Archives for posts tagged as "Sustainability"
The International Making Cities Livable Council is an interdisciplinary, international network of individuals and cities dedicated to making our cities and communities more livable. Board member, Suzanne Lennard, Ph.D. (Arch), is one of the co-founders of the International Making Cities Livable Conference and has held many academic posts from University of California, Berkley all the way to Brookes University in Oxford, England. Through her vision, the IMCL Conferences pay special attention to the indispensable role of public spaces for connecting the city’s inhabitants and developing community. These Conferences are organized around the idea that we must make our cities “not only ecologically sound, but also socially sustainable.”
Following the recent 49th IMCL Conference in Portland, Oregon, Lennard provided us with critical context on just what makes a city livable, and some of the contextual history on how our nation’s cities and suburbs strayed from livability—and what we can learn from other counties in getting back to healthy, livable places to live, learn and play.Read more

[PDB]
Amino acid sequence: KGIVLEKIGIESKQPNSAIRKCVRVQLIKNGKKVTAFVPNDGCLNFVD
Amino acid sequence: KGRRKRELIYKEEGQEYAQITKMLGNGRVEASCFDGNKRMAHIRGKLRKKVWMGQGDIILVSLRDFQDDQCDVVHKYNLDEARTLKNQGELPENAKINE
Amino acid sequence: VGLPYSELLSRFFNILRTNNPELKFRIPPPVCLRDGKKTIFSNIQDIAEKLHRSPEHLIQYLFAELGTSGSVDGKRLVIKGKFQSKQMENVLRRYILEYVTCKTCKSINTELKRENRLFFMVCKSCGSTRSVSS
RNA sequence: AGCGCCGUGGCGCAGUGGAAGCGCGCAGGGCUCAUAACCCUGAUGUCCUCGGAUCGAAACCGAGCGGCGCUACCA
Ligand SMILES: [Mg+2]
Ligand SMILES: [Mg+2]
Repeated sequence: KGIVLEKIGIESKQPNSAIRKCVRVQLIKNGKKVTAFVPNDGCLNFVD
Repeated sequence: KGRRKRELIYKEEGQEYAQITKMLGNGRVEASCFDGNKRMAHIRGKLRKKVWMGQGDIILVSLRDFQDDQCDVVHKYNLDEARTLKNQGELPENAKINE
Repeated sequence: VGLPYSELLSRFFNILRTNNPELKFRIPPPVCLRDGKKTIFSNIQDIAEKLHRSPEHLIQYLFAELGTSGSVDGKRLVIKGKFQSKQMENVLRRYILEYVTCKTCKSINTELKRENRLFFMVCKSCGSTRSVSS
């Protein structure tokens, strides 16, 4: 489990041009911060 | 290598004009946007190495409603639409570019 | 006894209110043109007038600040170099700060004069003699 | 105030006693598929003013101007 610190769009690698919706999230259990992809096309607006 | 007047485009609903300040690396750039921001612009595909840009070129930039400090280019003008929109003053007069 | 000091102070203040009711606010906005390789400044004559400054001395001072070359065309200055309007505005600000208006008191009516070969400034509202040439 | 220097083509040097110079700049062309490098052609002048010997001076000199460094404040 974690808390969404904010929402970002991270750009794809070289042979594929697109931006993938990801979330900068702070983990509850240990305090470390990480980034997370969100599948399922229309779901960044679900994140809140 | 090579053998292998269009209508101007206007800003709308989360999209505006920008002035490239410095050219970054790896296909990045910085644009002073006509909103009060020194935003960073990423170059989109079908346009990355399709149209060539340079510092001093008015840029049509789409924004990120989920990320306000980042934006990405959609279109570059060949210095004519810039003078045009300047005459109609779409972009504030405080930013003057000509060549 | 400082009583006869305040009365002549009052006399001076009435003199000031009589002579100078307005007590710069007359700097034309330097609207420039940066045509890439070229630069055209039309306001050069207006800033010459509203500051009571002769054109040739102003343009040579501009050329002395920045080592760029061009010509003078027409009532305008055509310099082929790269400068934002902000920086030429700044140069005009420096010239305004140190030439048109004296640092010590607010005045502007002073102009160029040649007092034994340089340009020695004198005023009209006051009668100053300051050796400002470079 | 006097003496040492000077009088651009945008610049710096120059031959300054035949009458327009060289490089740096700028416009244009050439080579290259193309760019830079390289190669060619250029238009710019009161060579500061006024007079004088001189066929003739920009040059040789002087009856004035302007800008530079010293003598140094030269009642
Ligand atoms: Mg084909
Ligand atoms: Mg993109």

Every week, we bring you the latest news in placemaking, landscape architecture, the nature-mental health link, and much more. Check back each week for new roundups and items.
Connecting With Nature Boosts Creativity and Health
“”I’ve been arguing for a while that connection to nature should be thought of as a human right,” Richard Louv told the crowd assembled in the courtyard of National Geographic headquarters in Washington, D.C., on Wednesday…Louv, the author of the bestsellers Last Child in the Woods (2005) and The Nature Principle (2011)-coined the term “nature-deficit disorder” to describe the loss of connection children increasingly feel with the natural world. Nature-deficit disorder is not a clinically recognized condition, he explains, but rather a term to evoke a loss of communion with other living things. Nevertheless, he argues, nature-deficit disorder affects “health, spiritual well-being, and many other areas, including [people’s] ability to feel ultimately alive.””